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Home » Homiletical Helps

Christmas 1 • Matthew 2:13–23 •December 26, 2010

Submitted by on November 3, 2010 – 9:44 amNo Comment

by Travis J. Scholl

Talk about good news, bad news. The day after Christmas (“On the second day of Christmas, my true love gave to me…”), and already the evangelist has swept up the holy family to Egypt, and Herod is massacring the innocents of Bethlehem.

Of course, as much as the news might wake us out of our two-turtle-dove stupor, the news was worse for Mary and Joseph and even worse for the mothers of Bethlehem. Not that they probably expected different; they were used to life under the thumb of a paranoid king and a ruthless empire. It is we who experience the culture shock of expecting those in authority to protect the littlest and the least among us but then hearing otherwise. Thank God that they do. Or do they? Perhaps that’s another question for another time.

Back to the text. There is tremendous upheaval and movement in these ten verses of Matthew—from Bethlehem to Egypt, back to Judea, before we end up in Galilee in the backwater town of Nazareth. And all these movements, as well as the massacre enveloped within them, carry prophetic weight. This shouldn’t surprise us, given that this is Matthew’s telling of the Gospel story. Nevertheless, these prophetic reverberations remind us that these are not isolated events and their cause-and-effect are not random.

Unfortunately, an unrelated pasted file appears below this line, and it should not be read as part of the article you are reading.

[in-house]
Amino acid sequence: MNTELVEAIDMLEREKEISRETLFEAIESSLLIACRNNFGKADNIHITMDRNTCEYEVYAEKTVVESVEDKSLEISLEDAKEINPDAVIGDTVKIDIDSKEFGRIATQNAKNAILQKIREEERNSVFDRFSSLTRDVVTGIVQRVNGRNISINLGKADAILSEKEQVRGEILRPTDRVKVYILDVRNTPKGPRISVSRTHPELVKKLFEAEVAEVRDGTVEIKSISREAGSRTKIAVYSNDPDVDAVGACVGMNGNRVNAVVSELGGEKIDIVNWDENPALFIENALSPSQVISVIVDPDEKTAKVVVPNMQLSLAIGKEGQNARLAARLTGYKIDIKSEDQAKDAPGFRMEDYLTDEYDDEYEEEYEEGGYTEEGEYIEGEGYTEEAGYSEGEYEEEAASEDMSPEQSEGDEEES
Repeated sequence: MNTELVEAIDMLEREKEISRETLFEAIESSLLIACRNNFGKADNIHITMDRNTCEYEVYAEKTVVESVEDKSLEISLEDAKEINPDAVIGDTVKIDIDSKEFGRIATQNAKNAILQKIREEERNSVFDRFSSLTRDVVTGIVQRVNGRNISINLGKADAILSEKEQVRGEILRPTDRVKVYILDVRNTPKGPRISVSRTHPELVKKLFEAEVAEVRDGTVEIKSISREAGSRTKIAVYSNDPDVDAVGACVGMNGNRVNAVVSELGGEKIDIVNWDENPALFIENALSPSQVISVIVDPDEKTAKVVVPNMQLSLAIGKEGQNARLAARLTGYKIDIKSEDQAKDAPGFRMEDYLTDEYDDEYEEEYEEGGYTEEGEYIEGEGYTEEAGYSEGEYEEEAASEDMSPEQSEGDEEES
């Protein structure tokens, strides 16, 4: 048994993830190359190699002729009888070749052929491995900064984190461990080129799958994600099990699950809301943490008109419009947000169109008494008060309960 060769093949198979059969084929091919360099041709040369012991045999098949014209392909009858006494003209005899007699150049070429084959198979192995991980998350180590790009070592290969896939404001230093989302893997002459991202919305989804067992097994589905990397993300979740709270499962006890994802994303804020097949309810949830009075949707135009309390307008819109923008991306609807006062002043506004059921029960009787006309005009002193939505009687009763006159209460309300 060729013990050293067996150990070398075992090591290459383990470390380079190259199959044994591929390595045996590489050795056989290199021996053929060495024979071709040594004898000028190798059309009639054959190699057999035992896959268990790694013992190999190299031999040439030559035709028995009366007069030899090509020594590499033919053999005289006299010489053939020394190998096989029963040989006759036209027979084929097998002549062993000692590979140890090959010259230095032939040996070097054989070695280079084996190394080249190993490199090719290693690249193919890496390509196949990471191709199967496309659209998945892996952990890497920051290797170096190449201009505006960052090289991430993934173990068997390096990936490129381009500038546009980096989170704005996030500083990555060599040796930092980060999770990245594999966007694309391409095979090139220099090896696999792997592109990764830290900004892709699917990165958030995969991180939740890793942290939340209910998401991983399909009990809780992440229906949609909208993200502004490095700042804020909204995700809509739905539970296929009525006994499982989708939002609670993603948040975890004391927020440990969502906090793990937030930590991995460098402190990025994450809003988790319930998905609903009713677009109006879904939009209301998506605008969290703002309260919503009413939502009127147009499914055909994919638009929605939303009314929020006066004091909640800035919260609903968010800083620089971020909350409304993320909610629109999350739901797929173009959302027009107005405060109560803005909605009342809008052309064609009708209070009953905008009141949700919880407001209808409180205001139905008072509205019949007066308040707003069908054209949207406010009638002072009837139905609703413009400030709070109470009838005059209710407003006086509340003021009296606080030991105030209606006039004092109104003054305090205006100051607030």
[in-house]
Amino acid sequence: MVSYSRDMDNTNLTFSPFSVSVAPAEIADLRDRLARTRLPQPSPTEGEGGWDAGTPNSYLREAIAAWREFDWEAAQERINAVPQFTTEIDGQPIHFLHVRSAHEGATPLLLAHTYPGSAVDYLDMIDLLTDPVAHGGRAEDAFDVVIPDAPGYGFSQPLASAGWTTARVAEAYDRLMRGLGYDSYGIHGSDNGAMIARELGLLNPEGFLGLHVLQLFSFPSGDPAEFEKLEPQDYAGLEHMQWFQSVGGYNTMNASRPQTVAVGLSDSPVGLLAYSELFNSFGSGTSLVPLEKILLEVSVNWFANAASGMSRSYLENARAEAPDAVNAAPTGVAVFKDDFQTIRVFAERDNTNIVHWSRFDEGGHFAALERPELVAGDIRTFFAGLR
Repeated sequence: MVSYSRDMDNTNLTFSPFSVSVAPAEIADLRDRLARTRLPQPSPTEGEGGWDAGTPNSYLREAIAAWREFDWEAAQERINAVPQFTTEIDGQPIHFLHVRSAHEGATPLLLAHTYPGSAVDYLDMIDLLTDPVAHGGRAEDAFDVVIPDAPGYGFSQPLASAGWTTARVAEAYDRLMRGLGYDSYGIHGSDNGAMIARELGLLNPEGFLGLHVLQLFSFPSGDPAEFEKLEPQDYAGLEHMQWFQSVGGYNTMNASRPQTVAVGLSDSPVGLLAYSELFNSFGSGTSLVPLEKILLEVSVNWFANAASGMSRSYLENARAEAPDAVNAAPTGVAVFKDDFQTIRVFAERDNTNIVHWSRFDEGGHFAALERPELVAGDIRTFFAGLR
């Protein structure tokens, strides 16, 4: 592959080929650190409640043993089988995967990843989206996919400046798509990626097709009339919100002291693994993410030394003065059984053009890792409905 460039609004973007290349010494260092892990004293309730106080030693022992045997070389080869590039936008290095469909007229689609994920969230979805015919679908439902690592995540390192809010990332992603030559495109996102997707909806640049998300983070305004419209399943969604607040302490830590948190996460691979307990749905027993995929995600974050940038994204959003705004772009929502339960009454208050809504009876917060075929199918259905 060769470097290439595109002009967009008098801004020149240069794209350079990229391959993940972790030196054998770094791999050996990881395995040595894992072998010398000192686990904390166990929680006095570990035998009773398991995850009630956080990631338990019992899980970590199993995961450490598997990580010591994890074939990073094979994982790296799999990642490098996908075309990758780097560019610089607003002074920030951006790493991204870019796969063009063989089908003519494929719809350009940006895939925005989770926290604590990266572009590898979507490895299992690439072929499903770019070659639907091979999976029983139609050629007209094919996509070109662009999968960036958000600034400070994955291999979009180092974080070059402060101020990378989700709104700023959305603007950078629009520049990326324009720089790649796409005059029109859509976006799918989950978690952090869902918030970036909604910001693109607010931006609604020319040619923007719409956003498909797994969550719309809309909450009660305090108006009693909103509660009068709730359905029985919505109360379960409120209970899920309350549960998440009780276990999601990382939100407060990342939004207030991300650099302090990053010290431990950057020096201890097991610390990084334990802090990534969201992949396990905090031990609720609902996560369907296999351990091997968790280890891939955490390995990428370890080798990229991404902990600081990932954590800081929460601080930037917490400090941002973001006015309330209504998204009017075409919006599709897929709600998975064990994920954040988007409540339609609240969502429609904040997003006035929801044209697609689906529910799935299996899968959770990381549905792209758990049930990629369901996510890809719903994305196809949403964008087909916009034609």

Indeed, despite the genocidal horror, history is on the side of the little family making their way to Egypt. Egypt: the land of exodus and the Bible’s deep symbol of otherness. New Testament scholar Mark Allan Powell notes the ironic parallels in Matthew’s account of the flight into (not out of) Egypt: “Matthew tells the story of the holy family’s flight to Egypt with incredible irony. In the exodus story, babies were slaughtered in Egypt by the wicked pharaoh. But now, righteous Jews must flee to Egypt to escape a massacre of infants in their own land (Mt 2:16–18). It is not, of course, a detour without precedent: another Joseph, who was also guided by God through dreams, once brought his family here (Gn 37–50). And, as it turns out, Jesus’s sojourn here is a brief one.” [1]

Matthew’s Jesus will rise from Egypt, just like Moses and the wilderness-wanderers before him, and will settle in Galilee, almost outside the boundaries of the “true” Israel of his day, so that there will be no stranger or little one left behind by his messianic mission. He’d see to that. Of course, when the angel tells Joseph, “Get up, take the child and his mother, and go to the land of Israel, for those who were seeking the child’s life are dead” (v. 20), that’s not without irony either. It’s exactly that messianic mission that will get him killed 30 years later.

And I wonder, too, just how foreign—how shocking—this text would sound if our ears weren’t North American. Forced migration and mass violence are not ancient problems; they are problems that the Christian church in Africa, Asia, and the Middle East is confronting as we preach. How comforting it must sound to their ears to know that Jesus started his life as both an immigrant and a refugee. And this text rings in their ears with an urgency that is, shall we say, prophetic.

Indeed, if Matthew and the prophets have anything to tell us about the Christ child—and about what life is like following him—it is that our lives will never be “settled.”

Endnote

[1] Mark Allan Powell, http://www.workingpreacher.org/preaching.aspx?lect_date=12/30/2007&tab=4.

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